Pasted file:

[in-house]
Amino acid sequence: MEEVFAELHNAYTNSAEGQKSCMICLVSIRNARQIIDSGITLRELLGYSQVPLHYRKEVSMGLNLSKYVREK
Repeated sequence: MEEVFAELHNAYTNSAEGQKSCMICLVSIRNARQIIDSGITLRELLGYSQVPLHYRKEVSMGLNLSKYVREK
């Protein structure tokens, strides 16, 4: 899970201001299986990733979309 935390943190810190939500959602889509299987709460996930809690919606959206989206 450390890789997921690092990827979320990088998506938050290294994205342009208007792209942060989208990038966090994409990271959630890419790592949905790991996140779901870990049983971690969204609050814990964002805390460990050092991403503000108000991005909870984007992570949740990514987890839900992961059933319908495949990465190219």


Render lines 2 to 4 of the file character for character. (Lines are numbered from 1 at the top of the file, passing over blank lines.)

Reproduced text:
Amino acid sequence: MEEVFAELHNAYTNSAEGQKSCMICLVSIRNARQIIDSGITLRELLGYSQVPLHYRKEVSMGLNLSKYVREK
Repeated sequence: MEEVFAELHNAYTNSAEGQKSCMICLVSIRNARQIIDSGITLRELLGYSQVPLHYRKEVSMGLNLSKYVREK
């Protein structure tokens, strides 16, 4: 899970201001299986990733979309 935390943190810190939500959602889509299987709460996930809690919606959206989206 450390890789997921690092990827979320990088998506938050290294994205342009208007792209942060989208990038966090994409990271959630890419790592949905790991996140779901870990049983971690969204609050814990964002805390460990050092991403503000108000991005909870984007992570949740990514987890839900992961059933319908495949990465190219």